Tens of thousands of Chile fans "staged wild celebrations in Santiago after their dramatic 2-0 World Cup victory over Spain, with street parties spilling over into violence and clashes with police," according to the London GUARDIAN. Hours after 85 Chile fans were arrested in Brazil for storming the media center at the Maracanã before kickoff, "supporters back home poured on to the streets around Sanitago’s Plaza Italia to celebrate, having seen their team knock the reigning champions out of the tournament." The celebrations, which led to fires, damage to a reported 300 city buses and a huge clean-up operation, involved what local media described as a "red swarm" of office workers and locals in team colors, waving flags. The celebrations were part of a huge response to the World Cup across Chile -- "an enthusiasm which prompted the government to ask people to stop having World Cup barbecues due to a growing smog problem" (GUARDIAN, 6/19). AS reported Chilean fans celebrating "caused various incidents in Santiago." Thousands of fans gathered and "groups of vandals damaged public vehicles." Metropolitan Transport Dir Guillermo Muñoz warned that on Thursday "we will have much fewer buses working, the situation is doing damage" (AS, 6/19).

FIFA has "opened disciplinary proceedings against Mexico over alleged discriminatory chanting by fans at the World Cup," according to the PA. The governing body said that "it had already opened the case against Mexico before the anti-discrimination Fare network made an official complaint about four instances of alleged supporter misconduct." The claims against Mexico center around the use of the word "puto" (used as a homophobic slur), which has been heard in games in Fortaleza and Natal. FIFA is "understood to have also received complaints about alleged homophobic chanting by Brazil’s supporters, and alleged antisemitic behaviour by fans of Croatia and Russia" (GUARDIAN, 6/19).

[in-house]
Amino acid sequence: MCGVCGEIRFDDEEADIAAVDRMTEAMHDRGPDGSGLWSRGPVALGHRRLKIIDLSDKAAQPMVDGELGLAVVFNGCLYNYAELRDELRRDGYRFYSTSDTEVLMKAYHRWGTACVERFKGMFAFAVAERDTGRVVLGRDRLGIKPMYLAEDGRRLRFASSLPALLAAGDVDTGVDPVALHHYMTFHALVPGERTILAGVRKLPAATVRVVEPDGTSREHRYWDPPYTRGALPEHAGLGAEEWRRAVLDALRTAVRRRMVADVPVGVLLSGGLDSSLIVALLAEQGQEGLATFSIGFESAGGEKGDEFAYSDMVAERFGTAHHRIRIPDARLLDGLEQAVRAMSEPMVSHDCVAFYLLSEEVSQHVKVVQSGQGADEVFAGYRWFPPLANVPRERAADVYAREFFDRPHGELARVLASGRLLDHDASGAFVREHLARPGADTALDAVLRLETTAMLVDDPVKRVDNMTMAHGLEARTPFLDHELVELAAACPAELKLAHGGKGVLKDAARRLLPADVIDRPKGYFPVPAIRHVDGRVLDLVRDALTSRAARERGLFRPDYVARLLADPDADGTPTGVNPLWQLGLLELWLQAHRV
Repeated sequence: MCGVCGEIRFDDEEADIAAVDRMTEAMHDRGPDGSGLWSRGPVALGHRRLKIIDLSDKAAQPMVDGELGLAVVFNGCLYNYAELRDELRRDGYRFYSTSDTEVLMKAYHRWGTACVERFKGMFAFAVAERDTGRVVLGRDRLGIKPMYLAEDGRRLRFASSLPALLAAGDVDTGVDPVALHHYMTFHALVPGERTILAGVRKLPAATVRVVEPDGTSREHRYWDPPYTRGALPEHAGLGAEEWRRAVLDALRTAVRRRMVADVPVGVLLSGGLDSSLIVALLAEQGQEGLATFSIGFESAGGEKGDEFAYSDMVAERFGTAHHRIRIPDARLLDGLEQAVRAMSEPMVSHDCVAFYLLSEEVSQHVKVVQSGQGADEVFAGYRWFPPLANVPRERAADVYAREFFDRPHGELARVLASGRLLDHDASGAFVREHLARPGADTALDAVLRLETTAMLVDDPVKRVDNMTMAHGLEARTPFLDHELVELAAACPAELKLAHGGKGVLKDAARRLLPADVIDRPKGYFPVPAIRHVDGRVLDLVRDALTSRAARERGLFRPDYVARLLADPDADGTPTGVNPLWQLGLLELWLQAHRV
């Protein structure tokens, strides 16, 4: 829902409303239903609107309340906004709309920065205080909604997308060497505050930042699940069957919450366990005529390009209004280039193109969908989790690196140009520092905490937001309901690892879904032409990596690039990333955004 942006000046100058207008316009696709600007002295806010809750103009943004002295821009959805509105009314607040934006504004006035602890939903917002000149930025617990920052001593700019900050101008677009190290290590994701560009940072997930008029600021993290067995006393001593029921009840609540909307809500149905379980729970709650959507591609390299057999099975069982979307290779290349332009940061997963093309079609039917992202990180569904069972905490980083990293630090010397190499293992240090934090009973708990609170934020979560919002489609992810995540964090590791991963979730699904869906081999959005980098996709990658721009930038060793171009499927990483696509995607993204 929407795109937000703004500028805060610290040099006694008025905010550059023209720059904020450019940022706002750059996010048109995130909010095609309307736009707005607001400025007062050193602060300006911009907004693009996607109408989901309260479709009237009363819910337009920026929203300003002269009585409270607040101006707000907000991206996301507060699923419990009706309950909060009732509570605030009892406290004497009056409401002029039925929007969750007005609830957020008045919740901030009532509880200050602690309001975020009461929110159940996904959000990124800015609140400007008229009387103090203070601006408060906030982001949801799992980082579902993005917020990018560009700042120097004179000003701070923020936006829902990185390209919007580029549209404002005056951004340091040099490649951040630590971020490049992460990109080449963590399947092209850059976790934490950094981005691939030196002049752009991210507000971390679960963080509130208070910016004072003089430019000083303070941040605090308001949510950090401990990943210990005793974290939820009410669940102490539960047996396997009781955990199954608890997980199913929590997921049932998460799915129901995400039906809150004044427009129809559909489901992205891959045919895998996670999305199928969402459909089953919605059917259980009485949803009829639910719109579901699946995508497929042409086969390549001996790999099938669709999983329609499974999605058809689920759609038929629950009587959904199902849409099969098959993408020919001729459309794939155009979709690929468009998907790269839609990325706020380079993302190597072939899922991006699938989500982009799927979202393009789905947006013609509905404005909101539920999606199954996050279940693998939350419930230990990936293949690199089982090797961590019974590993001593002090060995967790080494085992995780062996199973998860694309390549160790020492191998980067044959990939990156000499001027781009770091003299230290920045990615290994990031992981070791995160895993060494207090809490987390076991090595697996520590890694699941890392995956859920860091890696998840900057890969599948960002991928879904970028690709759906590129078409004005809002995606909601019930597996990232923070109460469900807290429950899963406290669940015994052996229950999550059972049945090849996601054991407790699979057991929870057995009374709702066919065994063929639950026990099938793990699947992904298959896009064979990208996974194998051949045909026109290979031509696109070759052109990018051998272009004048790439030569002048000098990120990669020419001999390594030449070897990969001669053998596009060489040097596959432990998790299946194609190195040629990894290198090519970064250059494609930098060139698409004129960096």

Smartphones, tablets or PCs "account for more than half" (57%) of the viewing platforms as opposed to conventional TV screens for ardent fans of the World Cup, according to INDIAN TELEVISION. A report published on the official website of research firm Ovum revealed that connected devices "are playing a crucial role in evolving viewing habits for big-events." The World Cup "is expected to have a combined reach of broadcast TV and streaming options available on up to 5.9 billion screens worldwide." Ovum senior analyst Ted Hall said in a statement, "With the likes of tablets providing the convenience and flexibility to consume content whenever and wherever, fans are able to watch more of the tournament than ever before." Ovum noted that if there is anything lacking, innovation-wise, for the '14 iteration of the tournament, "it is the limited access to games in the 4K/Ultra HD format" (INDIAN TELEVISION, 6/19).

A British man "has been caught in Rio de Janeiro allegedly selling fake World Cup tickets" for as much as £1,350 ($2,300). The 43-year-old, who has not been named, "is suspected of working alongside an American to distribute passes for VIP treatment at matches." Police in Brazil said that the stash of 59 counterfeit tickets "meant for unsuspecting tourists is the largest they have found yet" (London DAILY MAIL, 6/18). ... Ten England fans were hospitalized ahead of the match against Urugauay "after being attacked by a hooded gang of Brazilian thugs as they headed into the fanfest in Sao Paulo." Initial reports said that the England supporters "were attacked by Brazilian hooligans armed with knives and some kind of explosive device, most probably a firework or a flare, as well as knuckledusters, as they prepared to watch the match at the Vale do Anhangabau arena, where a giant screen had been put up for fans who lacked tickets." There "was no word on the condition of the injured England fans." Authorities said that 14 people had been arrested in connection with the incident. The attackers reportedly "attacked shops and a bus as they tried to escape from the police" (LONDON TIMES, 6/19).